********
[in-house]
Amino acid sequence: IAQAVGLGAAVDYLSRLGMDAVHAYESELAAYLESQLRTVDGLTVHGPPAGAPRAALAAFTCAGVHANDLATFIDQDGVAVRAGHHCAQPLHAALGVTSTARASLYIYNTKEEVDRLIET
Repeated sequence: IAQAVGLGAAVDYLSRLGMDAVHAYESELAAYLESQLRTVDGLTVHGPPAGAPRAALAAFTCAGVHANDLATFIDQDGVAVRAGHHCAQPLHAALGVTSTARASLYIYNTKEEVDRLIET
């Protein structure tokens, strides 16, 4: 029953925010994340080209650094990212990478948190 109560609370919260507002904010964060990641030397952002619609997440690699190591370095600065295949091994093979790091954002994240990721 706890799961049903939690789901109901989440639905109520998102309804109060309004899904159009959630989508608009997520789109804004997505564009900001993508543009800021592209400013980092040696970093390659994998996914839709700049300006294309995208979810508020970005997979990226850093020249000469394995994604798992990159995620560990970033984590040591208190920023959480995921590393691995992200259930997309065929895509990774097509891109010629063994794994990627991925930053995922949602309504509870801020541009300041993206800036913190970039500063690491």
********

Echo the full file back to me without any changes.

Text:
[in-house]
Amino acid sequence: IAQAVGLGAAVDYLSRLGMDAVHAYESELAAYLESQLRTVDGLTVHGPPAGAPRAALAAFTCAGVHANDLATFIDQDGVAVRAGHHCAQPLHAALGVTSTARASLYIYNTKEEVDRLIET
Repeated sequence: IAQAVGLGAAVDYLSRLGMDAVHAYESELAAYLESQLRTVDGLTVHGPPAGAPRAALAAFTCAGVHANDLATFIDQDGVAVRAGHHCAQPLHAALGVTSTARASLYIYNTKEEVDRLIET
């Protein structure tokens, strides 16, 4: 029953925010994340080209650094990212990478948190 109560609370919260507002904010964060990641030397952002619609997440690699190591370095600065295949091994093979790091954002994240990721 706890799961049903939690789901109901989440639905109520998102309804109060309004899904159009959630989508608009997520789109804004997505564009900001993508543009800021592209400013980092040696970093390659994998996914839709700049300006294309995208979810508020970005997979990226850093020249000469394995994604798992990159995620560990970033984590040591208190920023959480995921590393691995992200259930997309065929895509990774097509891109010629063994794994990627991925930053995922949602309504509870801020541009300041993206800036913190970039500063690491």